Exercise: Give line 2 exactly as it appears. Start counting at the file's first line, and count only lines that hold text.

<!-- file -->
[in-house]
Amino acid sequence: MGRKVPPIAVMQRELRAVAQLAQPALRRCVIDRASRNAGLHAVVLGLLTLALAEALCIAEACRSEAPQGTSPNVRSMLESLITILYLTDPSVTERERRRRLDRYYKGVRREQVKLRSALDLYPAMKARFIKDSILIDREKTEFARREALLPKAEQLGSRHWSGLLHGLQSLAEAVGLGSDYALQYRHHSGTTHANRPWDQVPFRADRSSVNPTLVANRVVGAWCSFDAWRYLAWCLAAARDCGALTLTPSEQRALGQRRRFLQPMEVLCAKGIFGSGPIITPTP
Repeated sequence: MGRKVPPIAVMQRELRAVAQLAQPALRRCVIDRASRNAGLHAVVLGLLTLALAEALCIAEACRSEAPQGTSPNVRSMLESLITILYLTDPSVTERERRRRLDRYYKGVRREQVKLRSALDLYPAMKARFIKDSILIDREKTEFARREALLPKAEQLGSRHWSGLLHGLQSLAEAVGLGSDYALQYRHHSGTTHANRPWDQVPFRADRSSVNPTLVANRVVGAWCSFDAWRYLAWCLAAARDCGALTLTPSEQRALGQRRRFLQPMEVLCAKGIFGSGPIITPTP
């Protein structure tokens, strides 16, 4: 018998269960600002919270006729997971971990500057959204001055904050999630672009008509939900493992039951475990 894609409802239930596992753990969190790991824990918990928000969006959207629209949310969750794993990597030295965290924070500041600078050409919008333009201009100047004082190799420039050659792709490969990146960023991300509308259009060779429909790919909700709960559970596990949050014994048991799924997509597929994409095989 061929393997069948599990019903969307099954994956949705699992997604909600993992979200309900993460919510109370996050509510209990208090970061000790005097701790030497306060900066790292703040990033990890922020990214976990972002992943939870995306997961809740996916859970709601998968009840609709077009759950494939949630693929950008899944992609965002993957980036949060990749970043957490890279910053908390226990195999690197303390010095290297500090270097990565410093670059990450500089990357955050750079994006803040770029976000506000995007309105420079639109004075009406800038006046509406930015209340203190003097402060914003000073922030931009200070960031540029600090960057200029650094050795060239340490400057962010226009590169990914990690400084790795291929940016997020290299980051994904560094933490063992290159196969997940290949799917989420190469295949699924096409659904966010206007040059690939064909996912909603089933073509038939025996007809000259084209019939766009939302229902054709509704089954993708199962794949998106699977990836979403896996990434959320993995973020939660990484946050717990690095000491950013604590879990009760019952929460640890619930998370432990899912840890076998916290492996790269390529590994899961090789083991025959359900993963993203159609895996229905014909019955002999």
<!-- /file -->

Amino acid sequence: MGRKVPPIAVMQRELRAVAQLAQPALRRCVIDRASRNAGLHAVVLGLLTLALAEALCIAEACRSEAPQGTSPNVRSMLESLITILYLTDPSVTERERRRRLDRYYKGVRREQVKLRSALDLYPAMKARFIKDSILIDREKTEFARREALLPKAEQLGSRHWSGLLHGLQSLAEAVGLGSDYALQYRHHSGTTHANRPWDQVPFRADRSSVNPTLVANRVVGAWCSFDAWRYLAWCLAAARDCGALTLTPSEQRALGQRRRFLQPMEVLCAKGIFGSGPIITPTP